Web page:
Farmers see a profitable future in the burgeoning English wine sector
- Credit: Archant
A family farming business near Stowmarket has invested significantly in vines in a hope it can profit from the growing reputation of the burgeoning English wine sector
Earlier this week father and son team, Stuart and James Scarff, who run Scarff’s Farm at Combs, oversaw the planting of more than 22,000 vine saplings across ten acres of their land. The pair plan to plant the same amount next year and hope to be supplying UK wine makers with grapes once the plants are ready for their first harvest in four years time.
Son James said the decision to go into the wine business came as result of a need to diversify from the farm’s traditional crop and vegetable production, which has been the mainstay of activity across the farm’s 1,000 acres over the years.
“What with Brexit and crop prices, there is a lot of uncertainty in farming at the moment and we have been looking at other options,” he said.
“There’s a lot of demand for English wine at the moment - its sparkling wines have won a lot of awards - and we decided we would like to be part of this exciting sector.”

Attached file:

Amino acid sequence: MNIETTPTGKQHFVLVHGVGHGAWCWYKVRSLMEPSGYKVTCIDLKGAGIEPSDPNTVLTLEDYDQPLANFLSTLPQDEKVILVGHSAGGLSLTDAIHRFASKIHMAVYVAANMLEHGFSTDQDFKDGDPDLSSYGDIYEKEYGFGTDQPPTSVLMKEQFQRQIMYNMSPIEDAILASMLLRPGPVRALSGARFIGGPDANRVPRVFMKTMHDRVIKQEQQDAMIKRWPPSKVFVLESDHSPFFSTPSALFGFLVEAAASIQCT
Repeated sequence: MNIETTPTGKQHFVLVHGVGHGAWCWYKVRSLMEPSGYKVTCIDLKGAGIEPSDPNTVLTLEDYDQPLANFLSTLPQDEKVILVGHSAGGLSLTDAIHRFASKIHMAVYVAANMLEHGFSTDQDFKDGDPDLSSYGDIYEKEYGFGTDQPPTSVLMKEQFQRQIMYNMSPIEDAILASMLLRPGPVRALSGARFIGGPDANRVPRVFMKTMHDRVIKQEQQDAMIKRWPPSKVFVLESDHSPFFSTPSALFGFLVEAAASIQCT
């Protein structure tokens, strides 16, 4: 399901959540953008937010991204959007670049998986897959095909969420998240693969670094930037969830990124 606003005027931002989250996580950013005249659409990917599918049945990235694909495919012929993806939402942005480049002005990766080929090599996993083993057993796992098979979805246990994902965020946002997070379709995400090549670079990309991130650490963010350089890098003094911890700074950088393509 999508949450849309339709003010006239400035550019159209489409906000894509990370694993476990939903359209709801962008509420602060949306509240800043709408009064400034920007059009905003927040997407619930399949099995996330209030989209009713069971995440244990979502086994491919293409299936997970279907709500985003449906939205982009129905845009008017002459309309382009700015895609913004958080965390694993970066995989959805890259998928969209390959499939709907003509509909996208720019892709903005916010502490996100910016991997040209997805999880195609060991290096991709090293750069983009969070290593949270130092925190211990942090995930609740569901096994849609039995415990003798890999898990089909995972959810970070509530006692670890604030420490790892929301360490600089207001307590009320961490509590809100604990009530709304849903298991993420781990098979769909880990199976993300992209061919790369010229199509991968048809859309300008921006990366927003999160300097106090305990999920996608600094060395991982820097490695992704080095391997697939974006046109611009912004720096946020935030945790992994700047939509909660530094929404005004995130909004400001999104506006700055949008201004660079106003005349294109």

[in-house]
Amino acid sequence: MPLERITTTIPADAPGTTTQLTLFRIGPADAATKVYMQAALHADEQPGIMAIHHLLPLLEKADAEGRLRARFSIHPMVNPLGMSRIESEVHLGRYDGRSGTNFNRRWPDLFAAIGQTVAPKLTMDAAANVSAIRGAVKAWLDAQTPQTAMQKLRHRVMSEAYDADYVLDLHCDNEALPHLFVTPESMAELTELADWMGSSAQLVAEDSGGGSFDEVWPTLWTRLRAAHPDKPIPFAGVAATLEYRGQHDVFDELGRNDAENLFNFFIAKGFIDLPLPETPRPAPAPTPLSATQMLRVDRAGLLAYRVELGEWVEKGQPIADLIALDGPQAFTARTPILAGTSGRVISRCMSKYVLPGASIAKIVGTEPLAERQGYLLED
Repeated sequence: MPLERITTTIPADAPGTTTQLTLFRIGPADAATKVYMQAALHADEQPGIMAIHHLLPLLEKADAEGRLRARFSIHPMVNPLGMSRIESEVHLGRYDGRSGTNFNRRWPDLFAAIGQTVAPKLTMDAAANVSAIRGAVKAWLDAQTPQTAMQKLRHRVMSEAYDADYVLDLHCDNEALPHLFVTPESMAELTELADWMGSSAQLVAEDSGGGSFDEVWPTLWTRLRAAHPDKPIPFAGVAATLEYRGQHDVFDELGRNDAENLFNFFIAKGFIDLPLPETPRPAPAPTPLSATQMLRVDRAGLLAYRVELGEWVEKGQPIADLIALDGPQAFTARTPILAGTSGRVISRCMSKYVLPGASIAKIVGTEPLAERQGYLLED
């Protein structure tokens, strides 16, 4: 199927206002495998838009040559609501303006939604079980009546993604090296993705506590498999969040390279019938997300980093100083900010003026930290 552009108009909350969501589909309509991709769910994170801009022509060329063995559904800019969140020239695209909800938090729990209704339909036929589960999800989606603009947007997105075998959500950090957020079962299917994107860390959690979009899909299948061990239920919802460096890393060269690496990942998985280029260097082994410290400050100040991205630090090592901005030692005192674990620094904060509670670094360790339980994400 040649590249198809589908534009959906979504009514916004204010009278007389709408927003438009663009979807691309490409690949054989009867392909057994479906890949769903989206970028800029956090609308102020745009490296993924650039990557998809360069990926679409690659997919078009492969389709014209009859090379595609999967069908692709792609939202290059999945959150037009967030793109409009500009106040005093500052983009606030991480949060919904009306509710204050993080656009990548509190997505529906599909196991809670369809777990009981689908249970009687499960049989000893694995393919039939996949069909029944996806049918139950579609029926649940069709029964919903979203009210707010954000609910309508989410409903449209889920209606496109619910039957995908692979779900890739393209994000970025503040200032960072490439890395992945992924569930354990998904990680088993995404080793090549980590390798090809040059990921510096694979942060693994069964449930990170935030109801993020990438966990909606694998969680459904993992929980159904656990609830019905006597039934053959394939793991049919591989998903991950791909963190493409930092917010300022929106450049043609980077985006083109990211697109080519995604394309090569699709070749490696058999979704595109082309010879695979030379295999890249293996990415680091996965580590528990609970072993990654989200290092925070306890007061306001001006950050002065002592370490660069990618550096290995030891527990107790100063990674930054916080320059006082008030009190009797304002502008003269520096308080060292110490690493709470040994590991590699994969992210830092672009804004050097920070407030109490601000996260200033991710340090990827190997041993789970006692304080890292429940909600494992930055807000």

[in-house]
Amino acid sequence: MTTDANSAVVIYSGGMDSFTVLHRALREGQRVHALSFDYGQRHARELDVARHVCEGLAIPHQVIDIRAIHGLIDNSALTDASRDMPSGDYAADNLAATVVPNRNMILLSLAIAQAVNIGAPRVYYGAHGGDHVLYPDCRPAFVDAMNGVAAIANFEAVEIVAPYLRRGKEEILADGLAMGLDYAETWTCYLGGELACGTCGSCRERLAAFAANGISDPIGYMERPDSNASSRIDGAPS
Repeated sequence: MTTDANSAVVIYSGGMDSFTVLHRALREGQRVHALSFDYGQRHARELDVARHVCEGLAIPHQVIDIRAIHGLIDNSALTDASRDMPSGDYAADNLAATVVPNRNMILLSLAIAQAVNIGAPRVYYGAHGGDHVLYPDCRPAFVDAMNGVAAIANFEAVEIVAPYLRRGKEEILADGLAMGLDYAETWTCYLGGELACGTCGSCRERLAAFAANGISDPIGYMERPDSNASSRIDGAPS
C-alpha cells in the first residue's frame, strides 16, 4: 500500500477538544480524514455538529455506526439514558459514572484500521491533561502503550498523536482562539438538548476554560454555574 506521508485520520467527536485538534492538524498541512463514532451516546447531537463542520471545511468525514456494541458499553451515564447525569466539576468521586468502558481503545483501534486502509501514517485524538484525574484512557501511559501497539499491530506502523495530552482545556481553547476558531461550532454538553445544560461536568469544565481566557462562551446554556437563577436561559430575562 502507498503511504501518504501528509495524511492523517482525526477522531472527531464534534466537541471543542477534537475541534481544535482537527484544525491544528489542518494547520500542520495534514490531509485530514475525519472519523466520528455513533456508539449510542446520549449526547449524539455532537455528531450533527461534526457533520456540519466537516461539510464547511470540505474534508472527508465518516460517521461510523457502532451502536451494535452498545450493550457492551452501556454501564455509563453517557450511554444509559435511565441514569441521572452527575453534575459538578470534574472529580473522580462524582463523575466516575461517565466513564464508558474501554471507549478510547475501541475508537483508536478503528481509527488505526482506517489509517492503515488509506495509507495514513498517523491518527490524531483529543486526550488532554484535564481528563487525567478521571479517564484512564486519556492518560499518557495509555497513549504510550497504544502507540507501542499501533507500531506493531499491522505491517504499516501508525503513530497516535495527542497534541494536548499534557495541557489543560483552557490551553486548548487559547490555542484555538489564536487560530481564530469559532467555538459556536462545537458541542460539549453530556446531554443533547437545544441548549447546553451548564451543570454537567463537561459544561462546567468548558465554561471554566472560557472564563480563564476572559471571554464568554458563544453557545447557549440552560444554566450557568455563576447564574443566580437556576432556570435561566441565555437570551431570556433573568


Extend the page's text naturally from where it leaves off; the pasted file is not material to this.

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The Scarffs’ move into the wine business has been three years in the planning. Both Stuart and James attended a viticulture course at Plumpton College in Sussex and have worked closely with a consultant to source the right vines for the type of soil found on the farm. The vines planted this week are three varieties: Chardonnay, Pinot Noir and Pinot Meunier. The duo do not plan to make their own wine but intend to sell the grapes onto UK wine makers.
James said changing climate patterns are helping to boost the English wine sector.
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He continued; “Because of rising temperatures, places like the Champagne region and Bordeaux in France are now becoming too hot to produce quality sparkling wines. French growers are looking to buy up land in the UK because we now have the ideal climate.
James added: “There’s already a significant wine sector in the south east in counties like Sussex but last year their harvests were hit by frost.
“We are a bit more sheltered in the east and less susceptible to these late frosts.
“Wine makes are interested in having a contract with us as we offer another source of crop and allow them to spread their risk.”